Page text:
Medieval Clothing

Medieval Clothing
- The Woman's Dress
- The Man's Outfit
- Children

- Colors
- Hats
- Shoes
- Purses and bags
- Belt

- Nice to Know

Undergarment, cotte

Coating, surcot













We receive knowledge of medieval clothing from the contemporary arts:
of paintings, sculptures and the miniature paintings in books.

In the Middle Ages the tailoring business developed and fashion as a concept was born. There wasn’t much difference among the distinct social classes in the way the clothing were cut, the differences became evident mostly in the colours and materials. The country folk prepared their fabrics themselves and the nobility and the bourgeois had the possibility to buy their own imported fabrics.

The domestic wool was revised into frieze of different strengths -durable, felt and carded fabrics. The most expensive, the finest and the most colourful cloth was an extremely important merchandise imported for example from the Netherlands, England and Germany.

There are a couple of basic patterns and some tips available in the links which will enable you to make a simple, individual medieval outfit. Remember however…! When you start to prepare your dress that there were large regional differences in the medieval European outfits and that the actual Middle Ages started in Finland rather late, only in the 13th Century and that we were strongly influenced by both the Viking and the ancient outfits.

Preparing the fabrics and the threads was time-consuming and valuable handicraft

Fabric was extremely valuable despite whether or not it was home-made or an imported one.

The medieval threads were spindled with a distaff. For one whole dress where the density of threads was 12 threads per centimetre one needed as much as 15 000 metres of finished thread i.e. 30 kilometres of one-filament thread. The thread had to be tightly woven and durable. It was closely utilised and the clothes were used all the way to the end –the parts that were worn-out and broken were mended and patched. When the piece of clothing was totally worn-out, the good parts were used again. This might be a reason why the archeological findings are mostly church textiles. The looseness of the clothes was received by the using of gussets –sometimes they were plenty –this way one would also save the valuable fabric. The colours were important to the contemporary people and by lifting the coating the colours of the underclothes and the lining could be shown. The working cloth of the country folk was a linen shirt.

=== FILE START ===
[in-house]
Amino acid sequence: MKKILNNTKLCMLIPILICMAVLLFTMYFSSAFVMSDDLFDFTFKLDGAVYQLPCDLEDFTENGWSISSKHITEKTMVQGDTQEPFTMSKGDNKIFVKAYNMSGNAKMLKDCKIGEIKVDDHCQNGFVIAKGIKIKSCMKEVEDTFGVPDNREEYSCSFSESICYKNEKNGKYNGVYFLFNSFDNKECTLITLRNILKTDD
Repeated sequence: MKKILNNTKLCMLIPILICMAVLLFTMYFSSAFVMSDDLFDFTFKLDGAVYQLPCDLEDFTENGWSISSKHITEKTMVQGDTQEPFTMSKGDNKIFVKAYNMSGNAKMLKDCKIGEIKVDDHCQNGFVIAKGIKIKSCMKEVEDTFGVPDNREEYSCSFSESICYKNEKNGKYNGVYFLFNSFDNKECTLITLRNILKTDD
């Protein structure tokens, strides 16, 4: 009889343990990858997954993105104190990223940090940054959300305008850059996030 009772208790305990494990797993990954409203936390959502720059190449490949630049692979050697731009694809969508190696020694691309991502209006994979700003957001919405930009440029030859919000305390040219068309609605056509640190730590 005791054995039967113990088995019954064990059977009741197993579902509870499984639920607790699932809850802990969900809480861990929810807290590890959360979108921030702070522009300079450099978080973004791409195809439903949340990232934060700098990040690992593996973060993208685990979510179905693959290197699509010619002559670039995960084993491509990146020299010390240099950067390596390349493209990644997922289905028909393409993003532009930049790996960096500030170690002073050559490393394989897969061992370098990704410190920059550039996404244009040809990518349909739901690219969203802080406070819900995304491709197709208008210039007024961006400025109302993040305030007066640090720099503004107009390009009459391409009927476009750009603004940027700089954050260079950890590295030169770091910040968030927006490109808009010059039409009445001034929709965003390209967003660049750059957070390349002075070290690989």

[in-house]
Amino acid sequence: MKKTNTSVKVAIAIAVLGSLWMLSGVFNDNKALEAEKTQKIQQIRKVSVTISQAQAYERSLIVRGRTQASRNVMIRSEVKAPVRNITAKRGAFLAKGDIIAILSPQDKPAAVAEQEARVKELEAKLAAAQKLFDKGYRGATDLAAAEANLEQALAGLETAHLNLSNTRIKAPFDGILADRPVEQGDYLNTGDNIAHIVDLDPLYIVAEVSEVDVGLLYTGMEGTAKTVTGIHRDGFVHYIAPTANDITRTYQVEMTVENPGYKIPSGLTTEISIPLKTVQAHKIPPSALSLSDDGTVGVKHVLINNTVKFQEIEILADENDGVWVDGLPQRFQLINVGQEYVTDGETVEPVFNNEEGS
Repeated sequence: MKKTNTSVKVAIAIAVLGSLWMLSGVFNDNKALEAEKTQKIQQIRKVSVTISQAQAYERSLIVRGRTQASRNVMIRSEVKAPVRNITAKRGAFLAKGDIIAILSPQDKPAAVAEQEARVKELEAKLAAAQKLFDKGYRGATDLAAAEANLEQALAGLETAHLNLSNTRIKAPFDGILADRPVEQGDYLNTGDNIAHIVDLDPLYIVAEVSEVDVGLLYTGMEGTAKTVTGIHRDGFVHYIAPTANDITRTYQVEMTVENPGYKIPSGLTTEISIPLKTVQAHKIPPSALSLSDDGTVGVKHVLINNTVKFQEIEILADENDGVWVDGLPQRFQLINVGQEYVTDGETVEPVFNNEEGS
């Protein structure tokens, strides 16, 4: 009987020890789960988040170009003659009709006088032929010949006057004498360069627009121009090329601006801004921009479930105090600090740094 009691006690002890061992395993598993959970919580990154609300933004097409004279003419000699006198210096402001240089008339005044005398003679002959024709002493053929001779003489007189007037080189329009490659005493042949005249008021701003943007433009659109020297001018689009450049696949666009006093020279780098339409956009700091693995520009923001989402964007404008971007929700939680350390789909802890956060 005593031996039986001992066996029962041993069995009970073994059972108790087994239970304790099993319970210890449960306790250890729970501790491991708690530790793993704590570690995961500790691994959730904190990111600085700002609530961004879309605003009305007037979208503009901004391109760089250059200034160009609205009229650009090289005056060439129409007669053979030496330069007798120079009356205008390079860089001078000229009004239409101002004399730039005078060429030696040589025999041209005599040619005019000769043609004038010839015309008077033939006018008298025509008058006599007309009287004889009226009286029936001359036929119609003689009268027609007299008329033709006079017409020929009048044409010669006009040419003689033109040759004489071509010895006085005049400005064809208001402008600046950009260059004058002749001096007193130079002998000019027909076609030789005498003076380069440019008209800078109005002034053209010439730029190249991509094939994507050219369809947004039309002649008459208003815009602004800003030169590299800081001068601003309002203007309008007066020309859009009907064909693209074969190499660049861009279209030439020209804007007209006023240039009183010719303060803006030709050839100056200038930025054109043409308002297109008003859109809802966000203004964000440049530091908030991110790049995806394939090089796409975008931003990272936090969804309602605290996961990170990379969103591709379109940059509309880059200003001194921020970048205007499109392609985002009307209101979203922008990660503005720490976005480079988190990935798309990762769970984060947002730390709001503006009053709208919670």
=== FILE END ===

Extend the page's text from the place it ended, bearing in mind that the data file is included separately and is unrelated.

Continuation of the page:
Long, dragging clothes were typical in the Middle Ages especially for the rich. Height was emphasised in clothes as well as in architecture. Buttons were first used in the 14th Century, however, they were more used in men’s than in women’s clothes. Armorial bearing shapes and mi-parti outfits (two different colour halves of clothing) were typical in the Middle Ages.


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Click on the images!miehenpuku.gif (443994 bytes)

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- trouser-socks were tided up the waist

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A brooch called "Faithfulness"











Medieval Clothing
Clothing 1200-1350

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The Woman’s dress:

The shirt and the undergarment or cotte, the woman’s arms couldn’t show; the sleeves of the undergarment were long and slim.

The coating or surcot with large openings for hands, "hell’s windows" and longitudinal sections for pockets were. (One-coloured, mi-parti or decorated with armorial bearings) The coating was usually lifted so that the colour of the undergarment shows beautifully.

Cloak, fur linings, socks and stocking suspenders, graceful booty shoes.

Long hair and a virgin crown, plaits, pillbox hats and a chin kerchief, chignon, hair net.

The Man’s outfit:

The shirt or the frock, belt, sock-like legs i.e. pant-socks from woollen cloths or leather (occasionally different colour legs).

A round or a half cloak (fur linings) as a coating, tied on the right shoulder.

Maybe the most typical medieval hat –hood with a tail. Pointed snout shoes.


Small children were dressed in frocks, out of linen or wool. The hats distinguished them –the girls had bonnets and the boys usually a round cap made from six gussets. The older children dressed differently than the adults did.